Different peoples, in different countries, with different religions, and different education systems, perceive the world in ways that are different from you or I. How we perceive the world defines our view of reality.
Our opinions are formed by the way we perceive the world. Opinions, unlike perceptions, can be shared, and the sharing of opinions, between like-minded people, forms and shapes the the way that the group collectively interprets the world around it.
Reporting is often biased by the way in which the reporter sees the world. Information can be filtered according to any inherent bias, leading to different interpretations of a situation, and different interpretations of truth by a reader.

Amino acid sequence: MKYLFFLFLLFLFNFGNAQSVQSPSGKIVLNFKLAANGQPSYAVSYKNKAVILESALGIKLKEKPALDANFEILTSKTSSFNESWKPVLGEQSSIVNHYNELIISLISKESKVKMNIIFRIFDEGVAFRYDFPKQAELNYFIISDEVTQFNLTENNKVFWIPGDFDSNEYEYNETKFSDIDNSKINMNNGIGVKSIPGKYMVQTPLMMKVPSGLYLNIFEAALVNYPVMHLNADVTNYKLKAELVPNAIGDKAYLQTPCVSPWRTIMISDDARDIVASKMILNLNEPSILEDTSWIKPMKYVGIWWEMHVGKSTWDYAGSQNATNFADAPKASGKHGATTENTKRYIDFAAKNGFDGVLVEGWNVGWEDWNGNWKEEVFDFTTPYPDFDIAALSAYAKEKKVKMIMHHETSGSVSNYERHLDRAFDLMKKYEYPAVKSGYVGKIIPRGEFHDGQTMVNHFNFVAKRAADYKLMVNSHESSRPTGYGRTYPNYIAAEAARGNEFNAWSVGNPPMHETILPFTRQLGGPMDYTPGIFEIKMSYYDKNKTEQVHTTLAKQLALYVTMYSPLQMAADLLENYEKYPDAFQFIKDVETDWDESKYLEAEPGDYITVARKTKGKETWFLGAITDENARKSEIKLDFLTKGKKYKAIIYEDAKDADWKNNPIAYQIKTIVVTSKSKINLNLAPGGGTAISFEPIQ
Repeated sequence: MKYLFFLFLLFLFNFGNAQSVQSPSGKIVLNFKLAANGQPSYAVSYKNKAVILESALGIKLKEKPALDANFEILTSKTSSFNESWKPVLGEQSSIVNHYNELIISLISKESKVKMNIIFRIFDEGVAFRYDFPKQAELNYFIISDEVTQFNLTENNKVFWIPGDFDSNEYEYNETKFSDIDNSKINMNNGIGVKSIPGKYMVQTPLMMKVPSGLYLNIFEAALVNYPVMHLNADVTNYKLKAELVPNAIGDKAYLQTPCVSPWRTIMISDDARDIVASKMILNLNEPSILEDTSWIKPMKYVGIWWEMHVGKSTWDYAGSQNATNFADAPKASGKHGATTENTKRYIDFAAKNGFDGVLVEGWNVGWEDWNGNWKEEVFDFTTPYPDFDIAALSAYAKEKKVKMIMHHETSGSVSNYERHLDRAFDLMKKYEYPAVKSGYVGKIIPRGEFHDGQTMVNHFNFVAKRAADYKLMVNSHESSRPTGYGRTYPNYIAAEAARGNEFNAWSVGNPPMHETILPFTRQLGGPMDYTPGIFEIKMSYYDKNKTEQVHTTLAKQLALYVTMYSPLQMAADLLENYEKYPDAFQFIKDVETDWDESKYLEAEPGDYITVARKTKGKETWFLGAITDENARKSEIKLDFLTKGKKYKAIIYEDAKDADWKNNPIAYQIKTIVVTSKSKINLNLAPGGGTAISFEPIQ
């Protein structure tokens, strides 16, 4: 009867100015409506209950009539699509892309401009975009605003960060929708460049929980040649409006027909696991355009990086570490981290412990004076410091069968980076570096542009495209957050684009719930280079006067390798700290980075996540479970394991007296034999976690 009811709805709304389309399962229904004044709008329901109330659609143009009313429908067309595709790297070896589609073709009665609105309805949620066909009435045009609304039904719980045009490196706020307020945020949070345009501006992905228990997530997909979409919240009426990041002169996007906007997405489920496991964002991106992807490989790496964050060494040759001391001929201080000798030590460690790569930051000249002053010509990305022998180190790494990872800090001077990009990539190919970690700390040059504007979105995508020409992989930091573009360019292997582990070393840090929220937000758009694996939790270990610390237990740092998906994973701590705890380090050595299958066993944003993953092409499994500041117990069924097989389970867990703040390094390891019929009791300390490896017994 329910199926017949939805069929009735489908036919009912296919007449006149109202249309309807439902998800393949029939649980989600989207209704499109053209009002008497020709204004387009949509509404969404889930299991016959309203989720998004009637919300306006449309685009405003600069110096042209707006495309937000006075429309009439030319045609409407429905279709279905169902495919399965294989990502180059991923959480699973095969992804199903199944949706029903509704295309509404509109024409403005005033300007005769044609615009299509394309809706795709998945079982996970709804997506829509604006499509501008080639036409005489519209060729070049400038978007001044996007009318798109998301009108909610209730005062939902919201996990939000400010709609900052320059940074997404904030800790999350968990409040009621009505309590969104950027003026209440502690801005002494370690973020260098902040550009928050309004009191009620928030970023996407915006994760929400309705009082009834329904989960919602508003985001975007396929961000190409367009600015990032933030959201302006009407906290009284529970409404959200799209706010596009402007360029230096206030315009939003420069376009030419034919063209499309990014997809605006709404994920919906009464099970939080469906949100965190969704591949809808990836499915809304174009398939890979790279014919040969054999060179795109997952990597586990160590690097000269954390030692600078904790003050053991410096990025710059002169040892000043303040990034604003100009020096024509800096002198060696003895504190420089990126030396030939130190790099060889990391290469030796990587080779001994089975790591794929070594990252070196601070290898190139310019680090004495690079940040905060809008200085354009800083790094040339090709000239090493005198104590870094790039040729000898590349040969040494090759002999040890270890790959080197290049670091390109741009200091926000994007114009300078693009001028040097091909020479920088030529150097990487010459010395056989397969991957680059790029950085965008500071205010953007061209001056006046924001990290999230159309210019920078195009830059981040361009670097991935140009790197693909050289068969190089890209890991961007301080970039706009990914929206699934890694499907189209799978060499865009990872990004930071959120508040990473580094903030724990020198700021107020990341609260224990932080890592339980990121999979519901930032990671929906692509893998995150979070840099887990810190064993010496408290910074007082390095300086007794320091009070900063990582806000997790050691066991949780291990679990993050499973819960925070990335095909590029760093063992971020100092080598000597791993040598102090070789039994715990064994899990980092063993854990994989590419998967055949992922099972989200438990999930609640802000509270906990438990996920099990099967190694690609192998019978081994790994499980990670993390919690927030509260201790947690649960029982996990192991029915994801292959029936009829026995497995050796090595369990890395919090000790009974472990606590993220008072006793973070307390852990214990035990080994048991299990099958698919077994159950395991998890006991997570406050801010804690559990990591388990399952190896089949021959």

In making sense of what is going on in the world, an Extrinsic analyst must be able to do three things: they must be aware of their own perception biases, and make allowances for them; they must be able to ignore the "preferred" outcome of the analysis; and they must be able to consider likely courses of action from the point of view of the target of the analysis.
By inclination, training, and profession we look for patterns in the available information to establish the most probable "truth" from a number of plausible "truths". In doing this we are professionally unconstrained by any particular scientific or engineering discipline, any school of business theory, any political views, or any religious beliefs.
In short we are apolitical, agnostic, generalists who study the interconnectedness of the world. We provide you with information that allows you to understand how information may be seen differently by different people.